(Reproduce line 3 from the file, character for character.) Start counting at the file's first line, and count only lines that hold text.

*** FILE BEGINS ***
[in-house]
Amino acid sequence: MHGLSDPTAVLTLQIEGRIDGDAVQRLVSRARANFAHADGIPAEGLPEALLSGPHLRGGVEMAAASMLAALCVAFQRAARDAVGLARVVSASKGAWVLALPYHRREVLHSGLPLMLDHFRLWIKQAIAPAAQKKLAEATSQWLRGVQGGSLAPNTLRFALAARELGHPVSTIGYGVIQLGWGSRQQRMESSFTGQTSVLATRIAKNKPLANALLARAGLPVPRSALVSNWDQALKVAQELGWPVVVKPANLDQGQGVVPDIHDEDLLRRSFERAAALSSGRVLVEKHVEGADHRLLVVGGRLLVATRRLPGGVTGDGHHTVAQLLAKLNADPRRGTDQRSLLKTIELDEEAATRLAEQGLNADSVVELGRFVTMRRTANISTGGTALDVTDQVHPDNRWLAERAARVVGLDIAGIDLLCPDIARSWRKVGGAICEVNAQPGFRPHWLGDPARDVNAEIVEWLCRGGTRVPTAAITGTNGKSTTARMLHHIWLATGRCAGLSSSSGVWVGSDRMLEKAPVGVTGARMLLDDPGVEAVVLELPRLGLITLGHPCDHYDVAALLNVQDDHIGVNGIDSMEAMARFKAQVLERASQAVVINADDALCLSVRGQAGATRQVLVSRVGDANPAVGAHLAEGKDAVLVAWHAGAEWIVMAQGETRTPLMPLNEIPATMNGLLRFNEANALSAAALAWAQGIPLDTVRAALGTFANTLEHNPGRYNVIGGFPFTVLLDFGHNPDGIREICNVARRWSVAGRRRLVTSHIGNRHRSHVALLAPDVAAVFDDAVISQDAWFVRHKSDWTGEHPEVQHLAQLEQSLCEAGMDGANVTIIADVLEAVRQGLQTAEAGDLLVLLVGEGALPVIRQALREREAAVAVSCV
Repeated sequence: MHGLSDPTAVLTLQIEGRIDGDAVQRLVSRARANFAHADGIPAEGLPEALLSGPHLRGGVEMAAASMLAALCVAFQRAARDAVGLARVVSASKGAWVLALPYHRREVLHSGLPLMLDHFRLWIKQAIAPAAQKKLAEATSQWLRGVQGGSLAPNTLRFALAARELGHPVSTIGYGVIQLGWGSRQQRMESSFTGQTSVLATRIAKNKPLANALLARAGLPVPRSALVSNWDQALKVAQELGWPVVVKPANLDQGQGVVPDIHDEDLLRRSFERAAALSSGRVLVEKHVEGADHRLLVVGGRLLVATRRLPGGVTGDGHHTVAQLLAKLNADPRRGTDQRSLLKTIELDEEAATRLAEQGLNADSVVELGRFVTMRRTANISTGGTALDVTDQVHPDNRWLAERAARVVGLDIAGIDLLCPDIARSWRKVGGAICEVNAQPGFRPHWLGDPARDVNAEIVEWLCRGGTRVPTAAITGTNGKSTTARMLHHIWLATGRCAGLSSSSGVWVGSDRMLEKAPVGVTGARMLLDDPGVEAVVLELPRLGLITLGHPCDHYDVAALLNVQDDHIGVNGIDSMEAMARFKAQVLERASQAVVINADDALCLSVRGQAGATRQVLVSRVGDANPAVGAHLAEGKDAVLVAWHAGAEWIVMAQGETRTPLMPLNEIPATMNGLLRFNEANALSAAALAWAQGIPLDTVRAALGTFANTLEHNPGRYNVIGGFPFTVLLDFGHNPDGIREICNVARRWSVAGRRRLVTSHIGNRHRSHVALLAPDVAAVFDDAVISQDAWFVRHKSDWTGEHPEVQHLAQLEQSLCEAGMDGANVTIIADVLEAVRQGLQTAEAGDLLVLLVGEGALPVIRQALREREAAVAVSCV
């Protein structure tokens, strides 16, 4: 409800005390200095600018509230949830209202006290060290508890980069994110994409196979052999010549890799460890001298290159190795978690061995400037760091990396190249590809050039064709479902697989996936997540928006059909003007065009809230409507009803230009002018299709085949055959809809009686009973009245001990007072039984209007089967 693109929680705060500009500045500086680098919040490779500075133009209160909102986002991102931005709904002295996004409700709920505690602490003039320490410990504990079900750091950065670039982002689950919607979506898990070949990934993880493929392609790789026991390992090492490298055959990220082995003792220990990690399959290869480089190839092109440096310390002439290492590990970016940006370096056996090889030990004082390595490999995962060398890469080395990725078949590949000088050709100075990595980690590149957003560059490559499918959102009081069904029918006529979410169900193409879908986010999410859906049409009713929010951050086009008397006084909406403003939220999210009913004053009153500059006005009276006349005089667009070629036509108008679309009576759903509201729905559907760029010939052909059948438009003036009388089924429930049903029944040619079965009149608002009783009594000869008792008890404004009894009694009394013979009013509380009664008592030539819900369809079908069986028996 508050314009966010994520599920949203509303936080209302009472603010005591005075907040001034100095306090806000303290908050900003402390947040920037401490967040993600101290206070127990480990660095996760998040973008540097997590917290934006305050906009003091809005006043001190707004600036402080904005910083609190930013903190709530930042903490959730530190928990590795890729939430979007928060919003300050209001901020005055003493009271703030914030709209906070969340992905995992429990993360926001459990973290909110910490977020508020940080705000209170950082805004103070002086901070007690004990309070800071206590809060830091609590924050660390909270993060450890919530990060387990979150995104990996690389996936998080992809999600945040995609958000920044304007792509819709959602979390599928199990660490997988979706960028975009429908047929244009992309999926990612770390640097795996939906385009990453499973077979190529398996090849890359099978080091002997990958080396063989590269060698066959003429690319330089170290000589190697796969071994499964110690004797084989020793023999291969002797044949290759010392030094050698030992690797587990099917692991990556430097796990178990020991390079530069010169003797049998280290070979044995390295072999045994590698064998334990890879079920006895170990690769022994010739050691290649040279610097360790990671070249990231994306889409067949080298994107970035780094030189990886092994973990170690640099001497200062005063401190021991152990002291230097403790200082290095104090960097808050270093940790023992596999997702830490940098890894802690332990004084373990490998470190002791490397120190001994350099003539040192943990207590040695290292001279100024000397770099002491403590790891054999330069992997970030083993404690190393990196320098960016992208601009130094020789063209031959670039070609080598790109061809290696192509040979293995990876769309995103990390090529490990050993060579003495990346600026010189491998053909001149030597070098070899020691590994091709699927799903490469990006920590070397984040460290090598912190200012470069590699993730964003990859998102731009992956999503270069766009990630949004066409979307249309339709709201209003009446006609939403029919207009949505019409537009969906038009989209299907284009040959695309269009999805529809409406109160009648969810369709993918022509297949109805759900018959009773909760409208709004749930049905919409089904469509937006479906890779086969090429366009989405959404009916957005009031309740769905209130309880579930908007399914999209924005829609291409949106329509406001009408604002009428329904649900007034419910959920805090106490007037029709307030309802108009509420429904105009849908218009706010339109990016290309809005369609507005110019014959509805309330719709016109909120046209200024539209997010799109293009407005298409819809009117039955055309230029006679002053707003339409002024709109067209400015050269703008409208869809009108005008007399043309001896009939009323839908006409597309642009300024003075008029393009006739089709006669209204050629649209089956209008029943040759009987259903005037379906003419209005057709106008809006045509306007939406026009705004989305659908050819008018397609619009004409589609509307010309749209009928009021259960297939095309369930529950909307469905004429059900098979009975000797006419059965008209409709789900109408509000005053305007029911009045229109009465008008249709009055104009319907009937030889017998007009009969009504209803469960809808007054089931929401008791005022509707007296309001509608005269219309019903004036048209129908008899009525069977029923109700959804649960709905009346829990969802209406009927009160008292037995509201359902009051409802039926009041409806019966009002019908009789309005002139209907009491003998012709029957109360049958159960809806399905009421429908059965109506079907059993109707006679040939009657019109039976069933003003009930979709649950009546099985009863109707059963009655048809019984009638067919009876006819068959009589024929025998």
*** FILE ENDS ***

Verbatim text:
Repeated sequence: MHGLSDPTAVLTLQIEGRIDGDAVQRLVSRARANFAHADGIPAEGLPEALLSGPHLRGGVEMAAASMLAALCVAFQRAARDAVGLARVVSASKGAWVLALPYHRREVLHSGLPLMLDHFRLWIKQAIAPAAQKKLAEATSQWLRGVQGGSLAPNTLRFALAARELGHPVSTIGYGVIQLGWGSRQQRMESSFTGQTSVLATRIAKNKPLANALLARAGLPVPRSALVSNWDQALKVAQELGWPVVVKPANLDQGQGVVPDIHDEDLLRRSFERAAALSSGRVLVEKHVEGADHRLLVVGGRLLVATRRLPGGVTGDGHHTVAQLLAKLNADPRRGTDQRSLLKTIELDEEAATRLAEQGLNADSVVELGRFVTMRRTANISTGGTALDVTDQVHPDNRWLAERAARVVGLDIAGIDLLCPDIARSWRKVGGAICEVNAQPGFRPHWLGDPARDVNAEIVEWLCRGGTRVPTAAITGTNGKSTTARMLHHIWLATGRCAGLSSSSGVWVGSDRMLEKAPVGVTGARMLLDDPGVEAVVLELPRLGLITLGHPCDHYDVAALLNVQDDHIGVNGIDSMEAMARFKAQVLERASQAVVINADDALCLSVRGQAGATRQVLVSRVGDANPAVGAHLAEGKDAVLVAWHAGAEWIVMAQGETRTPLMPLNEIPATMNGLLRFNEANALSAAALAWAQGIPLDTVRAALGTFANTLEHNPGRYNVIGGFPFTVLLDFGHNPDGIREICNVARRWSVAGRRRLVTSHIGNRHRSHVALLAPDVAAVFDDAVISQDAWFVRHKSDWTGEHPEVQHLAQLEQSLCEAGMDGANVTIIADVLEAVRQGLQTAEAGDLLVLLVGEGALPVIRQALREREAAVAVSCV